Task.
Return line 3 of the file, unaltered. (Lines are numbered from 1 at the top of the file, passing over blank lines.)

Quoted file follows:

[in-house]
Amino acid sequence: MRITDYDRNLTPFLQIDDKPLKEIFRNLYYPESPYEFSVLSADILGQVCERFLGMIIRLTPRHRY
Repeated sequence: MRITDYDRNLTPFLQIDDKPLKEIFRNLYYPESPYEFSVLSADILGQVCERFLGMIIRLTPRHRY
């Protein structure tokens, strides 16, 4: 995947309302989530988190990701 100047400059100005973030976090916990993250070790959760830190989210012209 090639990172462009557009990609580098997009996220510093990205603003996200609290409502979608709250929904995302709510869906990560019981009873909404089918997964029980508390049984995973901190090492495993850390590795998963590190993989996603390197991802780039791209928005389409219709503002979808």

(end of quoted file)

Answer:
Repeated sequence: MRITDYDRNLTPFLQIDDKPLKEIFRNLYYPESPYEFSVLSADILGQVCERFLGMIIRLTPRHRY